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MGFB10H3 (19)
Chapter 9

Chapter 9.docx

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Department
Finance
Course
MGFB10H3
Professor
Sultan Ahmed
Semester
Winter

Description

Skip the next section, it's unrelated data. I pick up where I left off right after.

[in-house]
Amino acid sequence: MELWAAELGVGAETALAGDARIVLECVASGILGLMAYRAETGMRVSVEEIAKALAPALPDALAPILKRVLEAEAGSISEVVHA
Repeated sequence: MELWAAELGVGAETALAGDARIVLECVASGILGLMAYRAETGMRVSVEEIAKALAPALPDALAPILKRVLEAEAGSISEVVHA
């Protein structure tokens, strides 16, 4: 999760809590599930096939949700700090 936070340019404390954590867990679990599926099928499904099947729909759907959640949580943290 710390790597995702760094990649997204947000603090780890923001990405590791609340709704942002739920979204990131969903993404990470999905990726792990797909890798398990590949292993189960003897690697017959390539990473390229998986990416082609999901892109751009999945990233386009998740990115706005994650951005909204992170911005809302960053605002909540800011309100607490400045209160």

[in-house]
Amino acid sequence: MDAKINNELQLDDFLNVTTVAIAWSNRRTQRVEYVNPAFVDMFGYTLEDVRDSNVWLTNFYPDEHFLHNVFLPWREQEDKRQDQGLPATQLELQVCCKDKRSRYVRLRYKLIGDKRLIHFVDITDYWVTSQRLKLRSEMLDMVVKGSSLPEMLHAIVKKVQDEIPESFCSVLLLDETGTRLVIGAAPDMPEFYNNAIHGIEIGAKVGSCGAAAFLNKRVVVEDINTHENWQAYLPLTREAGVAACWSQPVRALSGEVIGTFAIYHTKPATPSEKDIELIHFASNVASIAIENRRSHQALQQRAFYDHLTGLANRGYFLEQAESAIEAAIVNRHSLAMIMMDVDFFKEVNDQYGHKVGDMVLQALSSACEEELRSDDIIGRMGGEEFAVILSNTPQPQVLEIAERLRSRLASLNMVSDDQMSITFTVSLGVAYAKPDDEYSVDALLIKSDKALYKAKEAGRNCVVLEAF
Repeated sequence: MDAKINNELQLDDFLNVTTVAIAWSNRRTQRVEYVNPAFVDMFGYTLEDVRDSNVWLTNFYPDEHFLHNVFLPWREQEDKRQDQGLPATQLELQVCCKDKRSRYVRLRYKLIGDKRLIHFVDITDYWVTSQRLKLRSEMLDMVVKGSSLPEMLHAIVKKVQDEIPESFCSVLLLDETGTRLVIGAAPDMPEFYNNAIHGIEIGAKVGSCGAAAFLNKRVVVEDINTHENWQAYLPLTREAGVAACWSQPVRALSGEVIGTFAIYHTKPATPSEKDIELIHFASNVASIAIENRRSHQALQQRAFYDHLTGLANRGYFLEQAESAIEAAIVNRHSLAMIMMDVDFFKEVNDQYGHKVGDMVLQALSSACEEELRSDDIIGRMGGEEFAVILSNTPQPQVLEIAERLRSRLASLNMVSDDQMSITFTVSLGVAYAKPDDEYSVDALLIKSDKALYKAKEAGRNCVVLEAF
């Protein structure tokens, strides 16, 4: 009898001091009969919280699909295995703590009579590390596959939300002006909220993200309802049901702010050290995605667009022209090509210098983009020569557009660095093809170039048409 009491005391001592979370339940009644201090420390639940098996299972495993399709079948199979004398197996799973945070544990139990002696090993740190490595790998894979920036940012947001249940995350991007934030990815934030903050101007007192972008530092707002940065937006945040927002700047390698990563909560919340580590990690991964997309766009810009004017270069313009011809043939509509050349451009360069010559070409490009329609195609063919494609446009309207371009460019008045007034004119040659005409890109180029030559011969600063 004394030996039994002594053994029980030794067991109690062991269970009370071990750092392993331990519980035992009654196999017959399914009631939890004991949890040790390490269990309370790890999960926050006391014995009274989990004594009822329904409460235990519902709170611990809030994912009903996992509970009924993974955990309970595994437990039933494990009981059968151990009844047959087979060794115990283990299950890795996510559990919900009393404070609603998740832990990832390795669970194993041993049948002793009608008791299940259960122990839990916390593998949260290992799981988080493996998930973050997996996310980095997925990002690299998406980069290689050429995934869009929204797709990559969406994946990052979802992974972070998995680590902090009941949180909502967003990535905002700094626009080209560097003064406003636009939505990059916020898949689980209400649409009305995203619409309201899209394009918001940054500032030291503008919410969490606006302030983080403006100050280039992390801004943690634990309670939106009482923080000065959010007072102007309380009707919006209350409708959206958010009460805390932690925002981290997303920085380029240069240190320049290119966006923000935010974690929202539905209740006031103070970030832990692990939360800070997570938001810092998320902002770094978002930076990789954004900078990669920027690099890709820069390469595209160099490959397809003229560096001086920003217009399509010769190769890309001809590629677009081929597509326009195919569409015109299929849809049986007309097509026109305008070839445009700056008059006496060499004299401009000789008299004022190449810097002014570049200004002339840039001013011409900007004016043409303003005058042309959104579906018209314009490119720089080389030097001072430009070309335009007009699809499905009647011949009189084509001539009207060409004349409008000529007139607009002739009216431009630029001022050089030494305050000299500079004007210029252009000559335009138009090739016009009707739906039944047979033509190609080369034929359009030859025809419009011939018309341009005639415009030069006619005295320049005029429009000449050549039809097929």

Chapter 9 9.1 The New Efficient Frontier The Efficient Frontier with Risk-Free Borrowing and Lending  Portfolios of risky securities that lie along the efficient frontier (lies on the curve above the minimum variance portfolio) are efficient and give the highest expected return for the level of risk  Risk premium: the expected payoff that induces a risk-adverse person to enter into a risky situation o We assume most investors are risk adverse and will require a risk premium to endure risk  Insurance premium: the payment to get out of a risky situation  The slope of the line is the height which is the expected returns on the portfolio divided by the length, which is the std dev of the portfolio o Steeper line= more risk-adverse investors o Origin of the lines is the point with a zero expected rate of return and zero risk  Zero risk= risk-free asset (e.g. T-Bill) Risk-Free Investing  Portfolio is always a weighted average of the expected returns on the individual assets so we can estimate the expected return on this portfolio  ERp= expected return on the portfolio  Std deviation for risk free asset is zero b/c return does not vary. Correlation of return and risk of is also zero  Tangent portfolio: the risky portfolio on the efficient frontier whose tangent line cuts the vertical axis at the risk-free rate  New (or super) efficient frontier: portfolios composed of the risk-free rate and the tangent portfolio that offer the highest expected rate of return for any given level of risk Risk-Free Borrowing  Short position: a negative position in an asset; the investor achieves a short position by borrowing part of the asset’s purchase price from the stockbroker The New Efficient Set and the Separation Theorem  Separation theorem: the theory that the investment decision (how to construct the portfolio of risky assets) is separate from the financing decision (how much should be invested or borrowed at the risk-free rate)  Market portfolio: a portfolio that contains all risky securities in the market 9.2 The Capital Asset Pricing Model (CAPM)  Capital asset pricing model (CAPM): a pricing model that uses one factor, beta, to relate expected returns to risk o all investors have identical expectations about expected returns, std deviations and correlation coefficients o all investors have the same one-period time horizon o all investors can borrow or lend money at the risk-free rate of return (RF) o there are no transaction costs o there are no personal income taxes, so investors are indifferent whether they receive capital gains or dividends o There are many investors and no single investor can affect the price of a stock through his or her buying and selling decisions. Therefore, investors are price takers o Capital markets are in equilibrium The Market Portfolio and the Capital Market Line (CML)  The “optimal” risky portfolio is the one that is tangent tot eh efficient frontier on a line that is drawn from RF. It is the same for all investors  This optimal risky portfolio will be the “market portfolio” (M) which contains all risky securities. The value of this portfolio will equal the aggregate of the market values of all the individual assets composing it, Therefore, the weights of these assets in the market portfolio will be represented by their proportionate weight in this total value  Capital marketing line (CML): a line depicting the highest attainable expected return for any given risk level that includes only efficient portfolios; all rational, risk-adverse investors want to be on this line  Market price of risk: slope of the capital market line. The incremental expected return divided by the incremental risk; indicates the additional expected return that the market demands for an increase in risk  Required rate of return: the rate of return investors need to tempt them to invest in a security (kp)  CML must always slope upward b/c w/ risk-averse investors the risk premium must always be positive and the CML predicts required returns  The observation of ex post poor returns on risky securities does not negate the validity of CML. It merely indicates that returns actually realized differ from those that were expected  CML is based on expected rates of return so it is ex ante Risk-Adjusted Performance and Sharpe Ratios  Sharpe ratio: a measure of portfolio performance that describes
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